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What is the Accessory Navicular?
The accessory navicular (os navicularum or os tibiale externum) is an extra bone or piece of cartilage located on the inner side of the foot just above the arch. It is incorporated within the posterior tibial tendon, which attaches in this area.
An accessory navicular is congenital (present at birth). It is not part of normal bone structure and therefore is not present in most people.
What is Accessory Navicular Syndrome?
People who have an accessory navicular often are unaware of the condition if it causes no problems. However, some people with this extra bone develop a painful condition known as accessory navicular syndrome when the bone and/or posterior tibial tendon are aggravated. This can result from any of the following:
- Trauma, as in a foot or ankle sprain
- Chronic irritation from shoes or other footwear rubbing against the extra bone
- Excessive activity or overuse
Many people with accessory navicular syndrome also have flat feet (fallen arches). Having a flat foot puts more strain on the posterior tibial tendon, which can produce inflammation or irritation of the accessory navicular.
Signs and Symptoms of Accessory Navicular Syndrome
Adolescence is a common time for the symptoms to first appear. This is a time when bones are maturing and cartilage is developing into bone. Sometimes, however, the symptoms do not occur until adulthood. The signs and symptoms of accessory navicular syndrome include:
- A visible bony prominence on the midfoot (the inner side of the foot, just above the arch)
- Redness and swelling of the bony prominence
- Vague pain or throbbing in the midfoot and arch, usually occurring during or after periods of activity
To diagnose accessory navicular syndrome, the foot and ankle surgeon will ask about symptoms and examine the foot, looking for skin irritation or swelling. The doctor may press on the bony prominence to assess the area for discomfort. Foot structure, muscle strength, joint motion, and the way the patient walks may also be evaluated.
X-rays are usually ordered to confirm the diagnosis. If there is ongoing pain or inflammation, an MRI or other advanced imaging tests may be used to further evaluate the condition.
Treatment: Non-Surgical Approaches
The goal of non-surgical treatment for accessory navicular syndrome is to relieve the symptoms. The following may be used:
- Immobilization. Placing the foot in a cast or removable walking boot allows the affected area to rest and decreases the inflammation.
- Ice. To reduce swelling, a bag of ice covered with a thin towel is applied to the affected area. Do not put ice directly on the skin.
- Medications. Oral nonsteroidal anti-inflammatory drugs (NSAIDs), such as ibuprofen, may be prescribed. In some cases, oral or injected steroid medications may be used in combination with immobilization to reduce pain and inflammation.
- Physical therapy. Physical therapy may be prescribed, including exercises and treatments to strengthen the muscles and decrease inflammation. The exercises may also help prevent recurrence of the symptoms.
- Orthotic devices. Custom orthotic devices that fit into the shoe provide support for the arch, and may play a role in preventing future symptoms.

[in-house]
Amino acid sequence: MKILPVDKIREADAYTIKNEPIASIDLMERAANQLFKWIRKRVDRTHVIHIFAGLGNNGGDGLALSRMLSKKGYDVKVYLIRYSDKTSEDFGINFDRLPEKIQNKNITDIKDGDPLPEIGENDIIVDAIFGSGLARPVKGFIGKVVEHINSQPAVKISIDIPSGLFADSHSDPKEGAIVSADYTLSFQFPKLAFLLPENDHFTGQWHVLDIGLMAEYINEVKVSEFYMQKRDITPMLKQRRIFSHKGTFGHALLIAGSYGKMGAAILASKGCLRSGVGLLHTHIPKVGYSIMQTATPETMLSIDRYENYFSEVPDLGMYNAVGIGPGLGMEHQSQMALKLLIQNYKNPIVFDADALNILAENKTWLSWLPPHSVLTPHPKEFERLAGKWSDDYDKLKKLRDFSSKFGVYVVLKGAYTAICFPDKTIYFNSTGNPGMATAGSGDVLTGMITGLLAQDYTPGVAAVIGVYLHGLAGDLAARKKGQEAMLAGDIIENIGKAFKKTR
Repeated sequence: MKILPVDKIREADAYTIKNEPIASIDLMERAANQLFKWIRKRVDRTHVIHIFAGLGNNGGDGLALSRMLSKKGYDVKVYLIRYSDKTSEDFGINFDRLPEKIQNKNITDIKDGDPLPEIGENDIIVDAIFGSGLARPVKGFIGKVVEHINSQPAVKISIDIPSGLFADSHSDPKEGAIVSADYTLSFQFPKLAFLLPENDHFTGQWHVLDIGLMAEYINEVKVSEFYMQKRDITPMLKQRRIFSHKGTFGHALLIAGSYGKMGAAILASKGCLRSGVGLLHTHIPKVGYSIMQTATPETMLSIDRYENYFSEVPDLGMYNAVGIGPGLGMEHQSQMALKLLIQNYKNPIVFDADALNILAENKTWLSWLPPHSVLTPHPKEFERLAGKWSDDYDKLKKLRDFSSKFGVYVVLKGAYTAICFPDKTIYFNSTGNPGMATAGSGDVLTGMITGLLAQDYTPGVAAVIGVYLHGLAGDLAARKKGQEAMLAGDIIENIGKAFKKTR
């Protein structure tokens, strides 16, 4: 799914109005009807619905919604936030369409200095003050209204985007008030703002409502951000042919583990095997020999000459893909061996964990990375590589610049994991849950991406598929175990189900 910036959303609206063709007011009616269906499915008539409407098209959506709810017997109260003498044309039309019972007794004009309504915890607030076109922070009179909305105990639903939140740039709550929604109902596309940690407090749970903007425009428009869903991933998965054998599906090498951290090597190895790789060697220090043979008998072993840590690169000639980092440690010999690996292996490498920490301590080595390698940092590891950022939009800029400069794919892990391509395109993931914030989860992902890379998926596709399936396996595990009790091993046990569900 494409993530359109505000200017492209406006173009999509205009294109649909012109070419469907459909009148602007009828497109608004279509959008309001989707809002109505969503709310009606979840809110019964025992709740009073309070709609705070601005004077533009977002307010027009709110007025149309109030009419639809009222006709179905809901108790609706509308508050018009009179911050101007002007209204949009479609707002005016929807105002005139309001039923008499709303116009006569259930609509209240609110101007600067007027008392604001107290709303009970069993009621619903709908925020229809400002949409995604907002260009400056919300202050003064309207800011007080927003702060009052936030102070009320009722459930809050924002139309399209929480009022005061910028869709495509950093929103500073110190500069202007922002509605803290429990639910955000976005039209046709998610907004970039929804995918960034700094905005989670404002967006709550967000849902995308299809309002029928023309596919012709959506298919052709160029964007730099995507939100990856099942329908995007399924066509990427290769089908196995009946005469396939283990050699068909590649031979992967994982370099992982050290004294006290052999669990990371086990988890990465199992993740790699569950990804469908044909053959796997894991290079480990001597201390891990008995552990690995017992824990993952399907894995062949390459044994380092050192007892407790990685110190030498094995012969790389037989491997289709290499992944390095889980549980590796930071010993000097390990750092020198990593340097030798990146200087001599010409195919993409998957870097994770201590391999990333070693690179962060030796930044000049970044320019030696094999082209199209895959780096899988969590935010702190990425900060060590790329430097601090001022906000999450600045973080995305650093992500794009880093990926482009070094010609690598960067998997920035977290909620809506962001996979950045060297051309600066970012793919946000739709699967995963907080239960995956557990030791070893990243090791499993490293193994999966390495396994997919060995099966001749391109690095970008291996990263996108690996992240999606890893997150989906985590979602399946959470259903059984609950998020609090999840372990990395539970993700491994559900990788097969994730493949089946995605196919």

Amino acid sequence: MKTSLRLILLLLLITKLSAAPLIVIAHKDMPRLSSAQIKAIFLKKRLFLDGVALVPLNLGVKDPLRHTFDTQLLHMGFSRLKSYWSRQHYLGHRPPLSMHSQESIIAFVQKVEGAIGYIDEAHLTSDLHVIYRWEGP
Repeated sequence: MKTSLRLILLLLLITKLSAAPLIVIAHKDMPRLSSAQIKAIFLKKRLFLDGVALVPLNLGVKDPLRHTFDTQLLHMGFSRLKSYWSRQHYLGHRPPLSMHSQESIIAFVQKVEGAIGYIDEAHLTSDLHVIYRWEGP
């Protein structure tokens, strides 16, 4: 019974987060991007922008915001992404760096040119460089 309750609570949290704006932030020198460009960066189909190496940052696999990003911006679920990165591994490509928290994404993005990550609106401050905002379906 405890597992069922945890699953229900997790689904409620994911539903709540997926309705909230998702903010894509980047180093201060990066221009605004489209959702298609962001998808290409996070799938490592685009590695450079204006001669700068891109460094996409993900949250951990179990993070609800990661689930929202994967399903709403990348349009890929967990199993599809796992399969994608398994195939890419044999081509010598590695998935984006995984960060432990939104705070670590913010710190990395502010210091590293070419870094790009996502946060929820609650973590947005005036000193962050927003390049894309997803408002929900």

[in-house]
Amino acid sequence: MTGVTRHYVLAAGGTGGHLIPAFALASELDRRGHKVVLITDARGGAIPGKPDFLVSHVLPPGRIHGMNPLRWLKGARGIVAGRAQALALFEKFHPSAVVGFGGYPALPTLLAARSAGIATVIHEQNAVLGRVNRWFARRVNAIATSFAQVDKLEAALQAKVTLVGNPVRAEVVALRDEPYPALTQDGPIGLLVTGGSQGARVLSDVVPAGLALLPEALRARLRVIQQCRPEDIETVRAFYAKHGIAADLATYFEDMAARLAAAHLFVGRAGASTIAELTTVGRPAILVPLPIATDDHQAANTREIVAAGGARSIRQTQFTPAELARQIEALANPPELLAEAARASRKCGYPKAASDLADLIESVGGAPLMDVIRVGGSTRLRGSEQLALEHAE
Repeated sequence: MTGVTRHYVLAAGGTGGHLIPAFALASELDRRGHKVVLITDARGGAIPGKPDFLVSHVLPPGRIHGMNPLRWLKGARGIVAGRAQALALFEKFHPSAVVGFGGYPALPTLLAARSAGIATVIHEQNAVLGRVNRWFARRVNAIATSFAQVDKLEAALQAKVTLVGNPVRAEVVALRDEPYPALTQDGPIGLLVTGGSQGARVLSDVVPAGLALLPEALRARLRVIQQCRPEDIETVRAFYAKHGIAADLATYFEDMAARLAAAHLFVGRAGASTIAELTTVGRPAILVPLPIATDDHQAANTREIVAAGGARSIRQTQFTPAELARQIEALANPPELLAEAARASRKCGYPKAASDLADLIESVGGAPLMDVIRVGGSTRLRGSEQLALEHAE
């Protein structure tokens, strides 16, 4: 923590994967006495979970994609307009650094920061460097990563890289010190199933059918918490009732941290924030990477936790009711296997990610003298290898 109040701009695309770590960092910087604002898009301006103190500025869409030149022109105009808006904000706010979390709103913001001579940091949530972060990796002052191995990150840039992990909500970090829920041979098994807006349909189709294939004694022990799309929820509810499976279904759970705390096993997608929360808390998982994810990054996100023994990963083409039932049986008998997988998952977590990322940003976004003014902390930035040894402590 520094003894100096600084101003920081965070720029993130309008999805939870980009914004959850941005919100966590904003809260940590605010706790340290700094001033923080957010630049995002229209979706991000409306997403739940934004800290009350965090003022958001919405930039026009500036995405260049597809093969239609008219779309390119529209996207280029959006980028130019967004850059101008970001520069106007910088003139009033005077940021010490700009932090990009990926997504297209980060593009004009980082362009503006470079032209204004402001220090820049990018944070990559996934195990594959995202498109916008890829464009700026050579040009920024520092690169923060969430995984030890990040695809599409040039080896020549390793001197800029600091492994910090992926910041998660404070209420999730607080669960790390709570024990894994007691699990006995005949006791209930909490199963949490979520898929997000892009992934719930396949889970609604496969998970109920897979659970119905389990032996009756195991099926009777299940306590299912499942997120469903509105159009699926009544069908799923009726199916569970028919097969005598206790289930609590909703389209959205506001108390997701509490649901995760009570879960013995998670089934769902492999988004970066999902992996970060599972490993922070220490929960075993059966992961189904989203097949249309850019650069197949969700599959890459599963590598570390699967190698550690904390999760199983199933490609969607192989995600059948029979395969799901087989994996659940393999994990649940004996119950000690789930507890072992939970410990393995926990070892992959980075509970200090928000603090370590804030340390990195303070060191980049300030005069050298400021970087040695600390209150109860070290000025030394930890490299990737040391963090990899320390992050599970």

Even after successful treatment, the symptoms of accessory navicular syndrome sometimes reappear. When this happens, non-surgical approaches are usually repeated.
When Is Surgery Needed?
If non-surgical treatment fails to relieve the symptoms of accessory navicular syndrome, surgery may be appropriate. Surgery may involve removing the accessory bone, reshaping the area, and repairing the posterior tibial tendon to improve its function. This extra bone is not needed for normal foot function.
UPDATE 3/23/20: In attempt to maintain the safety of our patients, employees, and the community, the office is physically closed, other than for the care of patients with urgent concerns / emergenices only. Attempts will be made to return phone calls Monday through Thursday from 9AM to 1PM. Please use the "Request an Appointment" resource above to request an appointment. If an established patient, we encourage you to log into the Patient Portal and send a message to Dr. Barnes or the office with any questions or concerns. Thank you.
TeleHealth and Tele-Visits in the time of COVID-19
Step Ahead Foot & Ankle Clinic, PC has initiated a TeleHealth Service during the COVID-19 Pandemic for a number of reasons:
1.) Our top priority has always been, and continues to be, Patient, Employee, Community Health and Safety.
2.) With the primary goal of triaging, or prioritizing what's urgent and what's not, Dr. Barnes seeks to help patients with the foot concerns over the phone or computer. Caring for patients in this way, and arranging for visits in clinic if necessary (infections, ulcerations, injuries) and in a controlled environment, she hopes to do her part in allowing to the Urgent Cares and Emergencies Rooms help those with needs related to the virus.
3.) Although Dr. Barnes obviously cannot physicially treat you or other patients over the phone or computer, she can hopefully see if your concern would be best treated physically, and arrange for this to be done. If she can help give you direction and advice over the computer or phone, she will do so. This particularly applies to you if you have foot pain, as many treatment options can be relayed in this way (stretches, shoe recommendations, orthotic recommendations).
4.) During this time of anxiety, stress, and uncertainty, Dr. Barnes wants to do her part in helping you do the things you need to do (caring for a loved one, running outside for stress relief, or walking on a treadmill at home, for example) without foot pain interfering. She does't want you to have to wait months or an indefinite period of time for you to get back on your feet! "CLICK HERE TO REQUEST A TELEVISIT."